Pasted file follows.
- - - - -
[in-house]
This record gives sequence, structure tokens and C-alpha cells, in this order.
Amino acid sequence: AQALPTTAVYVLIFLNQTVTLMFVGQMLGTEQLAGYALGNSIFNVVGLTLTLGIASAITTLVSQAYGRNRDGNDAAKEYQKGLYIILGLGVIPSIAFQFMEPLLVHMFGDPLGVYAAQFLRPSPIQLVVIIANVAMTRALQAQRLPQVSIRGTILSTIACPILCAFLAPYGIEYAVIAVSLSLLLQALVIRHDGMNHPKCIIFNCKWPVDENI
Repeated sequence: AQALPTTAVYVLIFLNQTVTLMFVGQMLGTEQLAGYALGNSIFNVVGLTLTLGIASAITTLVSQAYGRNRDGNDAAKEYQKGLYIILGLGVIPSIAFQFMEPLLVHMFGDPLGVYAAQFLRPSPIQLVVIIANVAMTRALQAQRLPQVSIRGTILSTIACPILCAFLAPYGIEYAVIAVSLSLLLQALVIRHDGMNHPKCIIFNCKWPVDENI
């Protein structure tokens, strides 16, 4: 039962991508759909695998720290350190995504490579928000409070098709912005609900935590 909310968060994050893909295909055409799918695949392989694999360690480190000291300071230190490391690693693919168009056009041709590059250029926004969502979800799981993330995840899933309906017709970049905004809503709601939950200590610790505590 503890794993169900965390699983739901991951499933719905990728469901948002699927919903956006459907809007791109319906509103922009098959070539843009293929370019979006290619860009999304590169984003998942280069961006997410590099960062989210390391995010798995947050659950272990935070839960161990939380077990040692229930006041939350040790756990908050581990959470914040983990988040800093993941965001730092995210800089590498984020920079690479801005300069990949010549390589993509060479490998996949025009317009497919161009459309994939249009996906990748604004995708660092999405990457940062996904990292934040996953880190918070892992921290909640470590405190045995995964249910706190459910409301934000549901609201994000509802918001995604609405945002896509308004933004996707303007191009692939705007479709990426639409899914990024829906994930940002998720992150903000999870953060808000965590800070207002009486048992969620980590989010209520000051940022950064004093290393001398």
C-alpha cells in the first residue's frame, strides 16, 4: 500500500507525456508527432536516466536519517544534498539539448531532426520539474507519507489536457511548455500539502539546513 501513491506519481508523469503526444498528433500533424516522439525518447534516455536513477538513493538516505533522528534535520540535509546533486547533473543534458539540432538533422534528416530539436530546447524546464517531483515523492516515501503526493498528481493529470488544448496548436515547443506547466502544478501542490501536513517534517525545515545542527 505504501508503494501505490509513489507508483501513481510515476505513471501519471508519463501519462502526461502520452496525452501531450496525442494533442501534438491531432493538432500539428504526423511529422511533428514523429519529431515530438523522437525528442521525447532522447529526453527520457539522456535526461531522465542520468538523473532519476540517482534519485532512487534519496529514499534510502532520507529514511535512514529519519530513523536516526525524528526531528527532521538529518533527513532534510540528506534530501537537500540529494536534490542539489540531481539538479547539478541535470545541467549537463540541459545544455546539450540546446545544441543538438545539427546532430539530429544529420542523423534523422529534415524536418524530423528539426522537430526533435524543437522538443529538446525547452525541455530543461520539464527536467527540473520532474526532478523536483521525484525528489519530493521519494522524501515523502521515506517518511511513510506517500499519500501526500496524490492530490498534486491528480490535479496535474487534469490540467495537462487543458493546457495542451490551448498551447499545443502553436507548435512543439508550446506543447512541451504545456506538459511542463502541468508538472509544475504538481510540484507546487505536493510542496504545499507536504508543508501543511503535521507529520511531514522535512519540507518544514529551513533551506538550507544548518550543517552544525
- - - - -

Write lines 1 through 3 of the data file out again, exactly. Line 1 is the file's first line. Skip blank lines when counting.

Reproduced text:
[in-house]
This record gives sequence, structure tokens and C-alpha cells, in this order.
Amino acid sequence: AQALPTTAVYVLIFLNQTVTLMFVGQMLGTEQLAGYALGNSIFNVVGLTLTLGIASAITTLVSQAYGRNRDGNDAAKEYQKGLYIILGLGVIPSIAFQFMEPLLVHMFGDPLGVYAAQFLRPSPIQLVVIIANVAMTRALQAQRLPQVSIRGTILSTIACPILCAFLAPYGIEYAVIAVSLSLLLQALVIRHDGMNHPKCIIFNCKWPVDENI